I’ve recently watched Graham Hancock’s banned TED talk “The War on Consciousness”. Graham, during an interview on London Real, later said the only reason why it got banned was because his views “challenged a dogma of a particular faction of science”. The faction he is referring to is the faction that holds a materialist-reductionist worldview. Since I always thought TED stood for openly sharing a vast array of worldviews, so that one can approach a topic from different angles, I find it weird that TED banned his talk.
I went on exploring Graham’s website and watched a featured interview with John Anthony West, about “The Mysterious Origins of Civilization”. If you are curious about human history, I highly recommend it. You will notice that John is, well, a true character. Through Graham’s news section I stumbled upon a Fast Company article about a new project around ancient symbols. During the last three years an Italian designer named Michela Graziani has been doing research about the meaning of ancient symbols and is currently running a Kickstarter campaign for a digital library of symbols, hooray!
As some of you already know one of my current projects, VAU, is inspired by universal symbols that extend through diverse aspects of life, from nature to geometry to spirituality to art. I’ve already backed the project and I hope you will, too.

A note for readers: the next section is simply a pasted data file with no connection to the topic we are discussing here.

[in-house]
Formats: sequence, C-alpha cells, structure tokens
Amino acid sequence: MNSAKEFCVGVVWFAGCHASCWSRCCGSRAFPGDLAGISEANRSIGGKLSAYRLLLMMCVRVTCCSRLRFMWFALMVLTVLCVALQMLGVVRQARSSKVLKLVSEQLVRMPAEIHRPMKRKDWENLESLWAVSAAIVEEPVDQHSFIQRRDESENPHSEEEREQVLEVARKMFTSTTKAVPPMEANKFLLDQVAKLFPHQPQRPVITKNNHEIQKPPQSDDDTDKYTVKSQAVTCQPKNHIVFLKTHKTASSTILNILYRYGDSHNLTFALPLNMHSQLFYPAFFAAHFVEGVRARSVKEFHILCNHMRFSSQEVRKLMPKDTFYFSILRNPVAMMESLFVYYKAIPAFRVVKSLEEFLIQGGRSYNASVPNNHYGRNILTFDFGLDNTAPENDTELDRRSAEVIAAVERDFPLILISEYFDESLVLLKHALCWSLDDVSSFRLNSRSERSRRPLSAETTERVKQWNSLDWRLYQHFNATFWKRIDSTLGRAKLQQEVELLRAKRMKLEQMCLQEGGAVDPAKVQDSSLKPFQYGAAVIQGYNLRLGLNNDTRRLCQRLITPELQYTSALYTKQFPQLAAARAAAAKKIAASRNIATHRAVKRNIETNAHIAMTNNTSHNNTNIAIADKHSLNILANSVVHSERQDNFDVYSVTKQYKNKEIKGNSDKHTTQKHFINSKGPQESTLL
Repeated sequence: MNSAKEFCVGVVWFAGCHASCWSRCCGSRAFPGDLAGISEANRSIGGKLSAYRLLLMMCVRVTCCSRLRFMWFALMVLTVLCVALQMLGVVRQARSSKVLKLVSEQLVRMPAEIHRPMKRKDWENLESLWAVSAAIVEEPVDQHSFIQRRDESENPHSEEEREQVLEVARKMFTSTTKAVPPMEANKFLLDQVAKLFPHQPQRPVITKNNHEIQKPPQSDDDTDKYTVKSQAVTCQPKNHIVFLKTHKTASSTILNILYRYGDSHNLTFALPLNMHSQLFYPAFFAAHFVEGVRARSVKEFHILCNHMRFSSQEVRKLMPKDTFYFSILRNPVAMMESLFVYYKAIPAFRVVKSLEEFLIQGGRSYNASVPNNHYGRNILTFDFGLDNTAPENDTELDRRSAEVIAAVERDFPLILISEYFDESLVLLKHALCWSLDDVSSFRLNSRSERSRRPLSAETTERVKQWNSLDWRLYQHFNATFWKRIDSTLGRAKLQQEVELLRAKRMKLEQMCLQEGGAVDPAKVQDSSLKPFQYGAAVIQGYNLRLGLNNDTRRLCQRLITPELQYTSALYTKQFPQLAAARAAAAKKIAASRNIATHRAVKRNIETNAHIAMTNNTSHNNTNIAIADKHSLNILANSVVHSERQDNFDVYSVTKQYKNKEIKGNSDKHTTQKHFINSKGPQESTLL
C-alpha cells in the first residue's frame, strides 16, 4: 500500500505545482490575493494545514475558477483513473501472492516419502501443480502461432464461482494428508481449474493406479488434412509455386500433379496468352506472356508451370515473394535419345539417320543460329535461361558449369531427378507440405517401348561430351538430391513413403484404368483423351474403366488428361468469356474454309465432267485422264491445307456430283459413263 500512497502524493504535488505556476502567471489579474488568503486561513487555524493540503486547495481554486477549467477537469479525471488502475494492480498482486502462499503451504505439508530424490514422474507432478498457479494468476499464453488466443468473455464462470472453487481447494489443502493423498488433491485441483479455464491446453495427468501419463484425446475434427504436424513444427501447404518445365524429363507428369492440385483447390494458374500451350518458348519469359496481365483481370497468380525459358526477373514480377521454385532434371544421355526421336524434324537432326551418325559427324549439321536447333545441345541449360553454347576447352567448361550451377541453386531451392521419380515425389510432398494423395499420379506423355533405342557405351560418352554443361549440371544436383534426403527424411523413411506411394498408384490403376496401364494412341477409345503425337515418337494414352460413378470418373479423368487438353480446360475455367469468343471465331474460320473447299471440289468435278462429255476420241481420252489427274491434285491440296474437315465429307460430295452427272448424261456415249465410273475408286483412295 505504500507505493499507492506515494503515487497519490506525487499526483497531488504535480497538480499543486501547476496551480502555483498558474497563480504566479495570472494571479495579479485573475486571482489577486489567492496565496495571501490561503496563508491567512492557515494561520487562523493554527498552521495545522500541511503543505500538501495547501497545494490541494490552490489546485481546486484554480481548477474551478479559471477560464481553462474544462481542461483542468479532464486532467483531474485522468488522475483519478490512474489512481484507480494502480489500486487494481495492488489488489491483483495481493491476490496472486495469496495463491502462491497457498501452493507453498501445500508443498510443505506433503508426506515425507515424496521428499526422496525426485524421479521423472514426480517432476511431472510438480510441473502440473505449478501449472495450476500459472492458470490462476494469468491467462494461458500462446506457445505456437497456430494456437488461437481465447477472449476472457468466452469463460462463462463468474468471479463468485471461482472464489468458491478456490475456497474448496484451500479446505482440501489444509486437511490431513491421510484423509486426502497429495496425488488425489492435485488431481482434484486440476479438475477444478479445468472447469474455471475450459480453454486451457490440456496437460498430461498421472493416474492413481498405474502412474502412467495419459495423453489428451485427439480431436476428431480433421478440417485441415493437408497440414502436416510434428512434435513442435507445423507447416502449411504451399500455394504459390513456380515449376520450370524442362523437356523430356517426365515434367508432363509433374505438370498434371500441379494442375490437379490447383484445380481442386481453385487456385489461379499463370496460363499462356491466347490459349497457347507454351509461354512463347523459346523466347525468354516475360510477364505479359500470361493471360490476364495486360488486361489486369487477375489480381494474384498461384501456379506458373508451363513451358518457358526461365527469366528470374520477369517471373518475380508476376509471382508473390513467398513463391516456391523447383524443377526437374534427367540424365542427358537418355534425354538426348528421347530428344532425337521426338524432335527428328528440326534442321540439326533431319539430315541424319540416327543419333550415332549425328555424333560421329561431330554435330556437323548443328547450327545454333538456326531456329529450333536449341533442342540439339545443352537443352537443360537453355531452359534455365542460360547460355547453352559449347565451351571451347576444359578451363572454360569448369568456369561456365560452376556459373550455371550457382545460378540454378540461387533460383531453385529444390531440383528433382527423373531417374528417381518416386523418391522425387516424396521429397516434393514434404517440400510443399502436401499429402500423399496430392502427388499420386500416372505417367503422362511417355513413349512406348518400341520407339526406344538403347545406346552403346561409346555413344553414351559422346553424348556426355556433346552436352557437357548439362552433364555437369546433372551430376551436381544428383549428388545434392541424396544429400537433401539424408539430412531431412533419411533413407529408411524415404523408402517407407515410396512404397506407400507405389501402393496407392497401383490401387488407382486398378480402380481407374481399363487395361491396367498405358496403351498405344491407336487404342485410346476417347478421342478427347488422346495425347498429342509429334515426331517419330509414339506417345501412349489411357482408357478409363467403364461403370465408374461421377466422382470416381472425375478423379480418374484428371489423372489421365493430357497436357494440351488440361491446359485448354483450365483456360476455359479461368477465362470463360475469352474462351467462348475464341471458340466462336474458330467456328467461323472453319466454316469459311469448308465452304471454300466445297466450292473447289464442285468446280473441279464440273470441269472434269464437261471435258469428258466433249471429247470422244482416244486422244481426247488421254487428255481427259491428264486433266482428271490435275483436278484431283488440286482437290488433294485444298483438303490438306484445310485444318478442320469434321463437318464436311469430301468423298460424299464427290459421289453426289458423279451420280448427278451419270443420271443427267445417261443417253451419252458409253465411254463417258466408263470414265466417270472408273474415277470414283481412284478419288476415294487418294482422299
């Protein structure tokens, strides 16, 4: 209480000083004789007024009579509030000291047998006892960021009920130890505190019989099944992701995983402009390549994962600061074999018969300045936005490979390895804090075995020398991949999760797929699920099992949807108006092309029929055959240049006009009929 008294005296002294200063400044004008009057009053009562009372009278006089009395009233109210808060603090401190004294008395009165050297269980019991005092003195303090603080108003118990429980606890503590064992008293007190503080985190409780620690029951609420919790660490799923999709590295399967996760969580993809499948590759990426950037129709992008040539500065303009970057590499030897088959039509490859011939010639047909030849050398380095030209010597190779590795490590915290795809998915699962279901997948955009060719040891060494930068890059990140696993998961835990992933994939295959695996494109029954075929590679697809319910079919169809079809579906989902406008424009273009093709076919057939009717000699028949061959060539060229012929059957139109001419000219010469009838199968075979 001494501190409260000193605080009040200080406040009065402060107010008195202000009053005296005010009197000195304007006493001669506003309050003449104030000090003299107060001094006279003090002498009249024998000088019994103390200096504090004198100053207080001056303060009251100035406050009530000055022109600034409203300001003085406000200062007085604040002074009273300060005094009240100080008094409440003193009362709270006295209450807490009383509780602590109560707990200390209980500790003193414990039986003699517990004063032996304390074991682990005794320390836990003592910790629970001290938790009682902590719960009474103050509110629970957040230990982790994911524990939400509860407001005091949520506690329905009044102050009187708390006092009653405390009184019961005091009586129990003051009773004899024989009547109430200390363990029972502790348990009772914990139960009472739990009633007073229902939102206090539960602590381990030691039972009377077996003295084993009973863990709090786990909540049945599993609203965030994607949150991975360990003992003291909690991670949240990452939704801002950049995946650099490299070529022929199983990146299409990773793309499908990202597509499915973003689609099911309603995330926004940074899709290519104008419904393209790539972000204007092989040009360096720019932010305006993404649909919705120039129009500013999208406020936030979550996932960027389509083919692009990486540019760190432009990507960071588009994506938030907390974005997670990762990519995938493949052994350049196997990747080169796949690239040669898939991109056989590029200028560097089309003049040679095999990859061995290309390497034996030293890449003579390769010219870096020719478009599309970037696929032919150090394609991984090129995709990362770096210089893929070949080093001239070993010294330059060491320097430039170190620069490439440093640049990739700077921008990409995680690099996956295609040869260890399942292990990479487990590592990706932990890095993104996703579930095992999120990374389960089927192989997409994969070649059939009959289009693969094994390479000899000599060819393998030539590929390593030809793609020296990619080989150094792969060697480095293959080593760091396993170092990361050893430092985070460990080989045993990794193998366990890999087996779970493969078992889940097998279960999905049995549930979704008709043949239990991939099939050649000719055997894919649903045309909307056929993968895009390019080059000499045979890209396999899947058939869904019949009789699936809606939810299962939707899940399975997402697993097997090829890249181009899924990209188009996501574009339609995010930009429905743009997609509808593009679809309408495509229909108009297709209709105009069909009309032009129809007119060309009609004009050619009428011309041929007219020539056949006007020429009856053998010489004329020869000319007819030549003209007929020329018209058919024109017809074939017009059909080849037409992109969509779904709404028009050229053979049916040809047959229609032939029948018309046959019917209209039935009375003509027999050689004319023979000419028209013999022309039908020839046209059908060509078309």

At least once per year I take a break from work, preferentially travel to a secluded place with little noise and go into self enquiry mode. It usually includes a lot of ‘me alone by myself’ time plus some form of learning process with other people, too.
Yesterday afternoon was the start of a five day research retreat. Its title is “Symbols, rituals and consciousness”. For weeks now I was very much looking forward to it.
It is something wonderful when curious people get together, sit in a circle, share personal stories and listen with an open heart. Music is an important part of this retreat and I have once more experienced that people who have never met before can create beautiful improvised music together. There exists a level of listening to and sensing what wants to arise from a group of individuals who make music that is pure magic.
All three domains that the workshop addresses are very much linked to what VAU stands for, a brand my team and I have launched at the beginning of this year. VAU is about everyday objects inspired by universal symbols. What we seek to explore is the divine in everyday life. Alternatively the divine we are referring to could be called the sacred, the mystical or the spiritual. Amongst the main topics that through VAU we speak about are precisely symbols, rituals and consciousness.
The synchronicity of, a few months ago, receiving an email about this workshop, just blew my mind. Sometimes the universe just conspires to help you and sends all kinds of good things your way. I feel lucky.